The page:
3. Fruits that don’t go bad fast e.g. Oranges, half ripe bananas, mangoes, apples, pineapples
  4. Canned food if available or some Indomie noodles (I usually would not really recommend this but just in desperate times it would suffice especially because it’s cheap and just in case you run out of proper foods)
  5. Toiletries like bar soaps, Washing powders, bathing soaps, disinfectants (Harpic, Vim) kitchen detergents, Toilet paper, kitchen rolls, hand sanitizers, feminine care products (pads, tampons) please do not panic buy these items, be considerate of others, you are not the only one who is in need. Every household needs them.
  6. A whole month of your prescription medicines and inhalers.
  7. A thermometer for each member of the family.
  8. A whole month of baby essentials (Diapers, oils, Baby Panadol Flu/Calpol).
  9. A whole month stock of baby formula and baby food (Weetabix or others).
  10. Enough Pain relieving medicines for stomach pains, headache, joint aches.
  11. 2 filled gas cylinders, a bag of charcoal and an efficient jiko.
  12. Diced beef, chicken, fish (from a trusted butcher) to be put in a freezer.
  13. Long life milk packets.
  14. Some chocolate or a comfort snack.
  15. A few bottles or cans of your favorite Drinks.
  16. Rechargeable batteries and torches/lights for emergencies.
  17. Adequate supply of trash bags.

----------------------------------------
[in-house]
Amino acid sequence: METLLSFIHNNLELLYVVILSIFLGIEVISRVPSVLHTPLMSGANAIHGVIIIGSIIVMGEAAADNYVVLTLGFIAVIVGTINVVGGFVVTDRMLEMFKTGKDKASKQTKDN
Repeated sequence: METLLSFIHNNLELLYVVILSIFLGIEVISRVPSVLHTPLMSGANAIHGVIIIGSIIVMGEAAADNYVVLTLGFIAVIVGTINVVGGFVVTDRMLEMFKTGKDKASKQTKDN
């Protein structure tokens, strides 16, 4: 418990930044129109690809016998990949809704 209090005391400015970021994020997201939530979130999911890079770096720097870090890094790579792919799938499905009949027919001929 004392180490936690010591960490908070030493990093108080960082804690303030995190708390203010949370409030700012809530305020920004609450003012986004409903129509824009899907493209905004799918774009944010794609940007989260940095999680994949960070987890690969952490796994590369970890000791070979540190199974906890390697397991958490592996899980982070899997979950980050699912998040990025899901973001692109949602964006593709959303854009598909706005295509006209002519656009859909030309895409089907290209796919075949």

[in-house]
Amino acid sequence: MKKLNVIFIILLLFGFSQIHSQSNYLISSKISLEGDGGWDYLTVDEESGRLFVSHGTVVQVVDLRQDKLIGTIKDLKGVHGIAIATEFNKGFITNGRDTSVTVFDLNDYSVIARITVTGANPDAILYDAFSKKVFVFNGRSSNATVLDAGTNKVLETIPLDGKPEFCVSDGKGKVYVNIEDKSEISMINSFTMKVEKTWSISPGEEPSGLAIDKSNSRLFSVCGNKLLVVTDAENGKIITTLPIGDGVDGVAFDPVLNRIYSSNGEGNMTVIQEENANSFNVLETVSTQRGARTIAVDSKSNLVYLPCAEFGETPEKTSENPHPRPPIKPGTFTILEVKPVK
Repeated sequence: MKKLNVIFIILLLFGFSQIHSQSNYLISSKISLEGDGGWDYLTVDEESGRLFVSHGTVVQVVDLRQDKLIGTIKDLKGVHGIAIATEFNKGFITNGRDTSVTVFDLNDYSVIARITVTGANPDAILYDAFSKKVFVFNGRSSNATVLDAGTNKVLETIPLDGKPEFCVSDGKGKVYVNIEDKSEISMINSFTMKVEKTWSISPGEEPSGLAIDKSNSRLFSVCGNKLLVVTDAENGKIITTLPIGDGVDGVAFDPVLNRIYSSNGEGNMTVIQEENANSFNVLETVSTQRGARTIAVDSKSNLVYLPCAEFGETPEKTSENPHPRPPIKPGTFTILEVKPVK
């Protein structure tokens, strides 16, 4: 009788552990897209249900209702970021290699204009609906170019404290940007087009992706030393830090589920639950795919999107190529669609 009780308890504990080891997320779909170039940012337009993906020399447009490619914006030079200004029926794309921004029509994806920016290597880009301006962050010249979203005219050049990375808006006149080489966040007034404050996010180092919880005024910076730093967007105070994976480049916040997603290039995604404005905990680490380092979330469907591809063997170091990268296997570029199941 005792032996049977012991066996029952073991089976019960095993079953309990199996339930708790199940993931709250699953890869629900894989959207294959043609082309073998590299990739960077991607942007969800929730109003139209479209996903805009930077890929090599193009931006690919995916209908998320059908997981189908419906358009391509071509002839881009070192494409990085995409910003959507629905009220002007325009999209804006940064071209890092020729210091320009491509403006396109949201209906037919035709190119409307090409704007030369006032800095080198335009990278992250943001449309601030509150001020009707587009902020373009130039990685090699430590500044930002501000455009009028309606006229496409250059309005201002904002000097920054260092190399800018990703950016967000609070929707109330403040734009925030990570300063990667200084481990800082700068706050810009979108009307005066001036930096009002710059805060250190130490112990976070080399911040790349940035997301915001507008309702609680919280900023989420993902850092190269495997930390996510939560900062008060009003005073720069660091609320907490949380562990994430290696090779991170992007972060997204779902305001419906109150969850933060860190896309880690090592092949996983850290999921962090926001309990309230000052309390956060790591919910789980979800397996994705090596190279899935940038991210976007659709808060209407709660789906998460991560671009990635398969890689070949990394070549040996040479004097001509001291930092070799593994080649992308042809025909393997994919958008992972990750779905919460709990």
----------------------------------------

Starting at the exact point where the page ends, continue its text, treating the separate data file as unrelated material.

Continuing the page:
18. Adequate supply of water.
  19. Reading materials and movies e.g. books, magazine and kindles.
  20. Board games or others and toys for kids and the whole family to enjoy.


  1. Wash your hands thoroughly: Wash your hands often with soap and water for at least 20 seconds. This is especially important after blowing your nose, coughing or sneezing, going to the bathroom and before eating or preparing food. Use;
    • Soap and water: Soap and water are the best option, especially if hands are visibly dirty.
    • Hand sanitizer: If soap and water are not available, use an alcohol-based hand sanitizer with at least 60% alcohol, covering all surfaces of your hands and rubbing them together until they feel dry.
  2. Avoid touching: Avoid touching your eyes, nose and mouth with unwashed hands.
  3. Stay at home: Avoid visiting public and crowded areas. If you have no good reason to expose yourself and your loved ones, then it’s better to stay at home.
  4. Protect the sick and elderly – Elderly people or people with compromised immune system are in a greater risk than everyone. You should isolate them and keep them in a separate room with no visitors. Only the care giver should go to their rooms and they should take proper precautions to avoid any infections.
  5. Avoid public transportation: Avoid using public transportation, ride-sharing, or taxis.
  6. Maintain Social distancing: If you must go out, avoid close contact with other people. Avoid groups of more than ten people and maintain a social distance of about 6 feet from each other.
  7. Limit contact with pets & animals: You should restrict contact with pets and other animals, just like you would around other people.
  8. Follow health authorities’ instructions – For the world to defeat COVID-19, we must all work together for the best outcome. If your local government puts your area on lock-down or restricts social gathering. Please ensure adherence and follow the given instructions. Don’t go exposing yourself feeling invincible and later expect to be given special attention when you fall sick.